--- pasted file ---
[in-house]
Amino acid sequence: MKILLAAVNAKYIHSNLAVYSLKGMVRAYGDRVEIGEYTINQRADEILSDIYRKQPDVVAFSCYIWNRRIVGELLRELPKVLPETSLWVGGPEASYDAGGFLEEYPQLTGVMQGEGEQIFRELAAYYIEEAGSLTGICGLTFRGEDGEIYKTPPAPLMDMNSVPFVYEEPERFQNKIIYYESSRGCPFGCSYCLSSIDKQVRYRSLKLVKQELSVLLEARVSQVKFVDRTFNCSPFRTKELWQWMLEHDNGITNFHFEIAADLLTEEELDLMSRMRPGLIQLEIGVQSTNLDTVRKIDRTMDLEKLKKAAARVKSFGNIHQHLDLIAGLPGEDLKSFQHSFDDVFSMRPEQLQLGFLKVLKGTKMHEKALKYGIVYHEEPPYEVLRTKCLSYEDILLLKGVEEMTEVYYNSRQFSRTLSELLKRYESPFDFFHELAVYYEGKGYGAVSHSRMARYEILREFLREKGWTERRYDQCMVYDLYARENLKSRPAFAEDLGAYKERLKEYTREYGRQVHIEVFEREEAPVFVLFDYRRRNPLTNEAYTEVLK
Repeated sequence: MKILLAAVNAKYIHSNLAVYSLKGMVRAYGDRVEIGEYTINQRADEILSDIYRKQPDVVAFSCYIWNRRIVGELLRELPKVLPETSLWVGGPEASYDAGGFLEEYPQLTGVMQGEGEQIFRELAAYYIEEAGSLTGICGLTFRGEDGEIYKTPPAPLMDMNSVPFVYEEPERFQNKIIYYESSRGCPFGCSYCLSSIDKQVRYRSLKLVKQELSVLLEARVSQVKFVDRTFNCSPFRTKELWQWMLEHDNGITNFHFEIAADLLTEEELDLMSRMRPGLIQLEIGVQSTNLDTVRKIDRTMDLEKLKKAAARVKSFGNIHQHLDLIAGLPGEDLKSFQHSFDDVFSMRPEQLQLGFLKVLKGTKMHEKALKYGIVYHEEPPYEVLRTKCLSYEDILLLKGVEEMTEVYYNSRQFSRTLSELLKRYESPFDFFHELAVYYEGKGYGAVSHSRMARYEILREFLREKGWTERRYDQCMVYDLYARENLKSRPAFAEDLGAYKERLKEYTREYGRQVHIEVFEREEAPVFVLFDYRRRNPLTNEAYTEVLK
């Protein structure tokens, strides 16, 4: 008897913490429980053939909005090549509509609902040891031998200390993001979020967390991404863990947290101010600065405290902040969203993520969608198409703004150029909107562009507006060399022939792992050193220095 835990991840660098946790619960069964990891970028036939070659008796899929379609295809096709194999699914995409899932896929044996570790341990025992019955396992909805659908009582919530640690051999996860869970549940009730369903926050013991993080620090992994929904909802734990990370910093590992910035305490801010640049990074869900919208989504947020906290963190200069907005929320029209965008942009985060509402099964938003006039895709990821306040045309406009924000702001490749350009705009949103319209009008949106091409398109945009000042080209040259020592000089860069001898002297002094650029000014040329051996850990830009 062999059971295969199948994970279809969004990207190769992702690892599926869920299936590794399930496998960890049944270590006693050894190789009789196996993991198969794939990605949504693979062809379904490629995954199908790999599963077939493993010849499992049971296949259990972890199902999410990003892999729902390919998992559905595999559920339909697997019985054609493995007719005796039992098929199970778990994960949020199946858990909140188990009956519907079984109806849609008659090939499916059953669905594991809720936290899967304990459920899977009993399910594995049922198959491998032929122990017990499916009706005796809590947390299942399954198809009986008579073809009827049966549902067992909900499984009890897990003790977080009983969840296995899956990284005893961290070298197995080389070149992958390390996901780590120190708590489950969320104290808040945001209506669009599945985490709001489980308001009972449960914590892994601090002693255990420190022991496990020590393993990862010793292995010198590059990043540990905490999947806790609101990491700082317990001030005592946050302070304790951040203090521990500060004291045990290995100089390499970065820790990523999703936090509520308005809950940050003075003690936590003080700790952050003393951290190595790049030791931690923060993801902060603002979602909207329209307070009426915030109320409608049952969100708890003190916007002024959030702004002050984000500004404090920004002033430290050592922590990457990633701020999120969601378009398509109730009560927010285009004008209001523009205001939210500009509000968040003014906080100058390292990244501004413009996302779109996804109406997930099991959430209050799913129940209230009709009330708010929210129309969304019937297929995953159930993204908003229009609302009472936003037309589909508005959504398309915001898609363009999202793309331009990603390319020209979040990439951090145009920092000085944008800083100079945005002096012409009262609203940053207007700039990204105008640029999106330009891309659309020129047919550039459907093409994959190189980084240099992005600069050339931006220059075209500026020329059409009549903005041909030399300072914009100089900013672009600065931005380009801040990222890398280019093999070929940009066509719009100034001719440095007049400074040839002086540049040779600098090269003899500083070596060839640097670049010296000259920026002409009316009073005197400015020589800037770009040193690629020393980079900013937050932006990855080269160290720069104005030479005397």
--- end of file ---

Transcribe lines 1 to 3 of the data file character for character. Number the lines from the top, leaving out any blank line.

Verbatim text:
[in-house]
Amino acid sequence: MKILLAAVNAKYIHSNLAVYSLKGMVRAYGDRVEIGEYTINQRADEILSDIYRKQPDVVAFSCYIWNRRIVGELLRELPKVLPETSLWVGGPEASYDAGGFLEEYPQLTGVMQGEGEQIFRELAAYYIEEAGSLTGICGLTFRGEDGEIYKTPPAPLMDMNSVPFVYEEPERFQNKIIYYESSRGCPFGCSYCLSSIDKQVRYRSLKLVKQELSVLLEARVSQVKFVDRTFNCSPFRTKELWQWMLEHDNGITNFHFEIAADLLTEEELDLMSRMRPGLIQLEIGVQSTNLDTVRKIDRTMDLEKLKKAAARVKSFGNIHQHLDLIAGLPGEDLKSFQHSFDDVFSMRPEQLQLGFLKVLKGTKMHEKALKYGIVYHEEPPYEVLRTKCLSYEDILLLKGVEEMTEVYYNSRQFSRTLSELLKRYESPFDFFHELAVYYEGKGYGAVSHSRMARYEILREFLREKGWTERRYDQCMVYDLYARENLKSRPAFAEDLGAYKERLKEYTREYGRQVHIEVFEREEAPVFVLFDYRRRNPLTNEAYTEVLK
Repeated sequence: MKILLAAVNAKYIHSNLAVYSLKGMVRAYGDRVEIGEYTINQRADEILSDIYRKQPDVVAFSCYIWNRRIVGELLRELPKVLPETSLWVGGPEASYDAGGFLEEYPQLTGVMQGEGEQIFRELAAYYIEEAGSLTGICGLTFRGEDGEIYKTPPAPLMDMNSVPFVYEEPERFQNKIIYYESSRGCPFGCSYCLSSIDKQVRYRSLKLVKQELSVLLEARVSQVKFVDRTFNCSPFRTKELWQWMLEHDNGITNFHFEIAADLLTEEELDLMSRMRPGLIQLEIGVQSTNLDTVRKIDRTMDLEKLKKAAARVKSFGNIHQHLDLIAGLPGEDLKSFQHSFDDVFSMRPEQLQLGFLKVLKGTKMHEKALKYGIVYHEEPPYEVLRTKCLSYEDILLLKGVEEMTEVYYNSRQFSRTLSELLKRYESPFDFFHELAVYYEGKGYGAVSHSRMARYEILREFLREKGWTERRYDQCMVYDLYARENLKSRPAFAEDLGAYKERLKEYTREYGRQVHIEVFEREEAPVFVLFDYRRRNPLTNEAYTEVLK